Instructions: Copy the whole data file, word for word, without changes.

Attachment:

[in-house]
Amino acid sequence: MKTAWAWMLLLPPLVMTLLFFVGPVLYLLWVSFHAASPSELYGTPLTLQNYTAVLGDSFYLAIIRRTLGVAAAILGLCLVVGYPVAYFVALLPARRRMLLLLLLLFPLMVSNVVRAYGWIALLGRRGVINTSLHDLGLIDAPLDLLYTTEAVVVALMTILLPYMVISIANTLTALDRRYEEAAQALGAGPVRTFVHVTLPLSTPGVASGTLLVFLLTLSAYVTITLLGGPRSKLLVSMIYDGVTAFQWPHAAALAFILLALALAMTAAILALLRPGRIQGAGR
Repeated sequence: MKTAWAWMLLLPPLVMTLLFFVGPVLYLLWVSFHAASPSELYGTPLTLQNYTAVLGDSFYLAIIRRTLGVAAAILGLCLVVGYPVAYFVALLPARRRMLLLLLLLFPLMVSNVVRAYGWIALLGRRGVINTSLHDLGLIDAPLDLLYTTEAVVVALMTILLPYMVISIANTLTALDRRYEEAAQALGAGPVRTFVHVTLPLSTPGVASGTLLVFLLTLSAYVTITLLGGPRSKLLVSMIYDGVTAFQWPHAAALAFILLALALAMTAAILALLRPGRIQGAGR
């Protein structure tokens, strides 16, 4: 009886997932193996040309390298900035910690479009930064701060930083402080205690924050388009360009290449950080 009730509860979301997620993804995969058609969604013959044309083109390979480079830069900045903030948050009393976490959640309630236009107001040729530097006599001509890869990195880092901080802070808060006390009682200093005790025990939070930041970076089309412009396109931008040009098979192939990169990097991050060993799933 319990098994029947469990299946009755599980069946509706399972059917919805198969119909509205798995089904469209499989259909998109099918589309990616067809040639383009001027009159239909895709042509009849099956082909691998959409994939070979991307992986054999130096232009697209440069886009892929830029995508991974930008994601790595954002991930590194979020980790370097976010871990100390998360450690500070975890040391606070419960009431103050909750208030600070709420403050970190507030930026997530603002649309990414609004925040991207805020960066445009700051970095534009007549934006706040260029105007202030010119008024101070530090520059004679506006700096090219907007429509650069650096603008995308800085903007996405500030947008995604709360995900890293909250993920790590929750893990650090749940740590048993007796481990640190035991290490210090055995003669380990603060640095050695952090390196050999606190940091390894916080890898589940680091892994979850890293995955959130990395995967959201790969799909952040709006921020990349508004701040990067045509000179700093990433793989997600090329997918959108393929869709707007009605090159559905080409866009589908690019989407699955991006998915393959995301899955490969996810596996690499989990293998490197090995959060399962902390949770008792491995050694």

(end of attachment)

[in-house]
Amino acid sequence: MKTAWAWMLLLPPLVMTLLFFVGPVLYLLWVSFHAASPSELYGTPLTLQNYTAVLGDSFYLAIIRRTLGVAAAILGLCLVVGYPVAYFVALLPARRRMLLLLLLLFPLMVSNVVRAYGWIALLGRRGVINTSLHDLGLIDAPLDLLYTTEAVVVALMTILLPYMVISIANTLTALDRRYEEAAQALGAGPVRTFVHVTLPLSTPGVASGTLLVFLLTLSAYVTITLLGGPRSKLLVSMIYDGVTAFQWPHAAALAFILLALALAMTAAILALLRPGRIQGAGR
Repeated sequence: MKTAWAWMLLLPPLVMTLLFFVGPVLYLLWVSFHAASPSELYGTPLTLQNYTAVLGDSFYLAIIRRTLGVAAAILGLCLVVGYPVAYFVALLPARRRMLLLLLLLFPLMVSNVVRAYGWIALLGRRGVINTSLHDLGLIDAPLDLLYTTEAVVVALMTILLPYMVISIANTLTALDRRYEEAAQALGAGPVRTFVHVTLPLSTPGVASGTLLVFLLTLSAYVTITLLGGPRSKLLVSMIYDGVTAFQWPHAAALAFILLALALAMTAAILALLRPGRIQGAGR
């Protein structure tokens, strides 16, 4: 009886997932193996040309390298900035910690479009930064701060930083402080205690924050388009360009290449950080 009730509860979301997620993804995969058609969604013959044309083109390979480079830069900045903030948050009393976490959640309630236009107001040729530097006599001509890869990195880092901080802070808060006390009682200093005790025990939070930041970076089309412009396109931008040009098979192939990169990097991050060993799933 319990098994029947469990299946009755599980069946509706399972059917919805198969119909509205798995089904469209499989259909998109099918589309990616067809040639383009001027009159239909895709042509009849099956082909691998959409994939070979991307992986054999130096232009697209440069886009892929830029995508991974930008994601790595954002991930590194979020980790370097976010871990100390998360450690500070975890040391606070419960009431103050909750208030600070709420403050970190507030930026997530603002649309990414609004925040991207805020960066445009700051970095534009007549934006706040260029105007202030010119008024101070530090520059004679506006700096090219907007429509650069650096603008995308800085903007996405500030947008995604709360995900890293909250993920790590929750893990650090749940740590048993007796481990640190035991290490210090055995003669380990603060640095050695952090390196050999606190940091390894916080890898589940680091892994979850890293995955959130990395995967959201790969799909952040709006921020990349508004701040990067045509000179700093990433793989997600090329997918959108393929869709707007009605090159559905080409866009589908690019989407699955991006998915393959995301899955490969996810596996690499989990293998490197090995959060399962902390949770008792491995050694």